BAGHDAD — A string of car bombs tore through busy shopping streets in several Baghdad neighborhoods Wednesday night and killed 51 people as the army announced that one of its airstrikes had killed 60 militants in the northern city of Mosul.

Baghdad police said the first attack was a pair of car bombs that exploded in the densely populated Shiite neighborhood of Sadr City, killing 31 people, followed by another bomb in the nearby area of Ur that claimed another 11 lives.

Nine more people were killed in the city’s southeast shortly afterward by two more car bombs.

Baghdad has been on edge since Sunni militants led by the radical Islamic State group conquered large swaths of the country’s north, including the second largest city of Mosul. While the fighters have stopped short of advancing on the capital there has been a steady campaign of car bombs in the city, though none this deadly.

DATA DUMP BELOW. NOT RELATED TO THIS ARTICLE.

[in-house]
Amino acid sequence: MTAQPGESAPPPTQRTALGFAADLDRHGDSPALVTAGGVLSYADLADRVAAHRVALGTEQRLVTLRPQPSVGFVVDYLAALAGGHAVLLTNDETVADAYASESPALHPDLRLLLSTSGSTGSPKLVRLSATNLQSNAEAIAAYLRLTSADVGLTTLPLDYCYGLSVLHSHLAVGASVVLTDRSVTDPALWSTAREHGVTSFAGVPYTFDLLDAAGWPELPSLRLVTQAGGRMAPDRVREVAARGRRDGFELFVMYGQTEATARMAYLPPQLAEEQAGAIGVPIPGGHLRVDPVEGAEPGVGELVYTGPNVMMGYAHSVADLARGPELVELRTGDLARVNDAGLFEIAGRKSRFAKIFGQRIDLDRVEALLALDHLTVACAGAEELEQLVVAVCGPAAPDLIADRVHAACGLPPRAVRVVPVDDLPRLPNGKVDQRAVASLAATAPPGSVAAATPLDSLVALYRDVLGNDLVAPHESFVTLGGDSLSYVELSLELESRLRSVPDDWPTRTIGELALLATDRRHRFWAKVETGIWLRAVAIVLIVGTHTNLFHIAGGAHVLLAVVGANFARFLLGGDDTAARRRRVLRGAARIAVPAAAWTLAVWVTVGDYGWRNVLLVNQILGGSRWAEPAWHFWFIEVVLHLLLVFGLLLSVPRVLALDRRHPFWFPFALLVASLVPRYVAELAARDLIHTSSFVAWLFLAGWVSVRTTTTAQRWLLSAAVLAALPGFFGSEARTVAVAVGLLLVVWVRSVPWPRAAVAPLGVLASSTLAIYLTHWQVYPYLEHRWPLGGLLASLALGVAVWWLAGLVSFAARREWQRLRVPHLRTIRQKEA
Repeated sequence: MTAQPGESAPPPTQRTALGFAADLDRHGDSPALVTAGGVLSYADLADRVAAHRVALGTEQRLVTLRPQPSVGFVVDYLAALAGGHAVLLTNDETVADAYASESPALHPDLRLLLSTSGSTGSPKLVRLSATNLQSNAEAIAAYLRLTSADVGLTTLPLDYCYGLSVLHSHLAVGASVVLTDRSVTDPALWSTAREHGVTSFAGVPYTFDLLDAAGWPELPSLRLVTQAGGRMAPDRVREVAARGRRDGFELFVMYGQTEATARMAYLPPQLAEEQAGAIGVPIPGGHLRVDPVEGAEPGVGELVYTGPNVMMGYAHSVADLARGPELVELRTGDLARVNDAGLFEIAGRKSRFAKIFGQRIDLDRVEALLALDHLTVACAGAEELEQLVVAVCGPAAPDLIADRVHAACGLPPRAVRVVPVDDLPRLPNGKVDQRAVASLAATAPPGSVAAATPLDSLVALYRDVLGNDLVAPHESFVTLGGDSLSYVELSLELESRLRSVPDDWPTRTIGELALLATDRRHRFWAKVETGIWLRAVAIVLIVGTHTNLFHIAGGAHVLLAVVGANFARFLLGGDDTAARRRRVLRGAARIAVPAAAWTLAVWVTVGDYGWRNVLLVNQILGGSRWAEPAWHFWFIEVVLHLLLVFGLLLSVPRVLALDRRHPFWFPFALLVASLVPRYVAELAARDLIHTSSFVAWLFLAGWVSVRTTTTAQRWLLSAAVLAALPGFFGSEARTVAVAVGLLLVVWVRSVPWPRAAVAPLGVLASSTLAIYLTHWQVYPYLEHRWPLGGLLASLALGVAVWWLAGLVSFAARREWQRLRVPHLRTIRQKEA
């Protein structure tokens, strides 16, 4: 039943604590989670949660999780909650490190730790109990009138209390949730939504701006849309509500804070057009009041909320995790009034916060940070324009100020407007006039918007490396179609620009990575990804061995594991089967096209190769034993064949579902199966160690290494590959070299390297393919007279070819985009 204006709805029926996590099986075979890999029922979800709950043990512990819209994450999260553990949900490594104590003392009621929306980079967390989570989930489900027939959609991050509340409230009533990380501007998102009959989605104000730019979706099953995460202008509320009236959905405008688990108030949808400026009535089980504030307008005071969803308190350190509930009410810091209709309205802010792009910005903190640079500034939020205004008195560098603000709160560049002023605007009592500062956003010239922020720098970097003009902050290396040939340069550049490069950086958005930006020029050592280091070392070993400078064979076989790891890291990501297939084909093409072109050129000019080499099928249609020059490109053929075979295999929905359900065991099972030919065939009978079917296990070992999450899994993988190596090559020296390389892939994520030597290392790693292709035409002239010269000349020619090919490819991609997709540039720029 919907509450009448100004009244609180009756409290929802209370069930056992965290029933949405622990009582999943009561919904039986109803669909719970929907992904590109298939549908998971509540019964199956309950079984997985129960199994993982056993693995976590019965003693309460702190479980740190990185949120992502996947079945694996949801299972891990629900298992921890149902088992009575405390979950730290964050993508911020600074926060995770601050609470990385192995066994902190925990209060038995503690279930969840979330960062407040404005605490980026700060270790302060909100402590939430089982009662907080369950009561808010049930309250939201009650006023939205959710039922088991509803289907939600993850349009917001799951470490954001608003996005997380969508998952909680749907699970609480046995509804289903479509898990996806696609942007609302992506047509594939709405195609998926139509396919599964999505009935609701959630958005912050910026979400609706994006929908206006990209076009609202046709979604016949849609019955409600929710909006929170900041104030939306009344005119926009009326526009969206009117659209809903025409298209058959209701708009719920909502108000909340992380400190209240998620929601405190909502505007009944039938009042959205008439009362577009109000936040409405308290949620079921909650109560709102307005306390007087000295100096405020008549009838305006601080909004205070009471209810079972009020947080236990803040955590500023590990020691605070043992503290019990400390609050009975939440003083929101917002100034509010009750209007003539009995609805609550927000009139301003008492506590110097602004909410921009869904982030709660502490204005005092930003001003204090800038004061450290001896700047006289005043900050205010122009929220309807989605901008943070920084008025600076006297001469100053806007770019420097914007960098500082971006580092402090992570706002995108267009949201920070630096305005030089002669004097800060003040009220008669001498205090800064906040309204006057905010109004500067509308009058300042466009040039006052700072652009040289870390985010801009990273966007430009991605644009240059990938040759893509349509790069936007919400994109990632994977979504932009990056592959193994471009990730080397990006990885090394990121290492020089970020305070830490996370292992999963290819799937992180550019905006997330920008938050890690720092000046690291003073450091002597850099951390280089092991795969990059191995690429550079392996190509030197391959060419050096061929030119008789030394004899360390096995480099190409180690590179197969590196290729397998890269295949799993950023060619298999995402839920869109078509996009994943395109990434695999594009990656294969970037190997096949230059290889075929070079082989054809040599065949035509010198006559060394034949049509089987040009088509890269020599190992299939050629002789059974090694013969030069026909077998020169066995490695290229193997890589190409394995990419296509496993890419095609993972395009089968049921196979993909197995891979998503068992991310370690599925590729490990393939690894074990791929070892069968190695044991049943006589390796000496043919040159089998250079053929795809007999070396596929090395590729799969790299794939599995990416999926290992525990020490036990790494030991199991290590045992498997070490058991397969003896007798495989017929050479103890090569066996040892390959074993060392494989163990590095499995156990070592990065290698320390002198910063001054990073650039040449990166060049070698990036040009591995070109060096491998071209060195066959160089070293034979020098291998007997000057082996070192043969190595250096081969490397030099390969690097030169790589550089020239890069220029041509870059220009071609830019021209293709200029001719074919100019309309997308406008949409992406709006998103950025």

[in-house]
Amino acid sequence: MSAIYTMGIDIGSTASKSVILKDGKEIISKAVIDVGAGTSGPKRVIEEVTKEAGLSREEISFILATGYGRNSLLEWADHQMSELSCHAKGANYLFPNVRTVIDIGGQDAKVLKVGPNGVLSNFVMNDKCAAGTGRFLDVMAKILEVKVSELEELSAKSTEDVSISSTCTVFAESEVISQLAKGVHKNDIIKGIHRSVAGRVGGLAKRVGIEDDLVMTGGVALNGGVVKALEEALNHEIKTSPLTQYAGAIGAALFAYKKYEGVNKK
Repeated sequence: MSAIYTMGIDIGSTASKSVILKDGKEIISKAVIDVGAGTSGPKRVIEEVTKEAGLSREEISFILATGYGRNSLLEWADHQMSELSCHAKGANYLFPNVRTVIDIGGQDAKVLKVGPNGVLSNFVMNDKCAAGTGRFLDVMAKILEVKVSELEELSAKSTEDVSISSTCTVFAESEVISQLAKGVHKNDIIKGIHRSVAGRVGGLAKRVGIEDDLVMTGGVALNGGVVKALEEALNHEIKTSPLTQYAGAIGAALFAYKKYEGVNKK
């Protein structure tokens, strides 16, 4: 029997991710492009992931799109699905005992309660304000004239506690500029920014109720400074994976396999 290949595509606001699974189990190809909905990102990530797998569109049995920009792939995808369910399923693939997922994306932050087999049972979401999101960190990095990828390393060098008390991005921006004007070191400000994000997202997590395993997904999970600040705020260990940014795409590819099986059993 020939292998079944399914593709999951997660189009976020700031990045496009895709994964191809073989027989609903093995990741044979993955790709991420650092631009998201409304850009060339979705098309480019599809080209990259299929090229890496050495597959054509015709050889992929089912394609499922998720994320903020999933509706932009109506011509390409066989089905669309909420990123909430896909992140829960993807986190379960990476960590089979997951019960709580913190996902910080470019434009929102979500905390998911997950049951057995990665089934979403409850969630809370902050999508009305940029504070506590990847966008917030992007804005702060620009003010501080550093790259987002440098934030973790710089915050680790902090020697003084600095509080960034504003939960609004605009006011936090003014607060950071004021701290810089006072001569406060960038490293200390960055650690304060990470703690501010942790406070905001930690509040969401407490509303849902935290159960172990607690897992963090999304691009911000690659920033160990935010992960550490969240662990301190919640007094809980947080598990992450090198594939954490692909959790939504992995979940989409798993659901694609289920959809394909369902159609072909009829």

The attack came as state-run television announced a rare government victory with an airstrike against a key building in Mosul that killed some 60 suspected militants earlier in the day.

The report, which cited unnamed intelligence officials, could not be independently verified, nor did it say whether any civilians had been killed in the strike.

The report said the strike freed about 300 people held by the Islamic State group at a downtown Mosul prison it had been using as a religious court and detention center, without elaborating.

The onslaught by the Islamic State backed by local Sunni militants has plunged Iraq into its worst crisis since the withdrawal of U.S. troops in 2011.

The group since has imposed a self-styled caliphate in territory it controls in Iraq and Syria, imposing its own harsh interpretation of Islamic law.

Iraqi government forces and allied Sunni tribal militiamen have been struggling to dislodge the militants with little progress.

Also Wednesday, police found eight bullet-riddled and handcuffed corpses near Baghdad.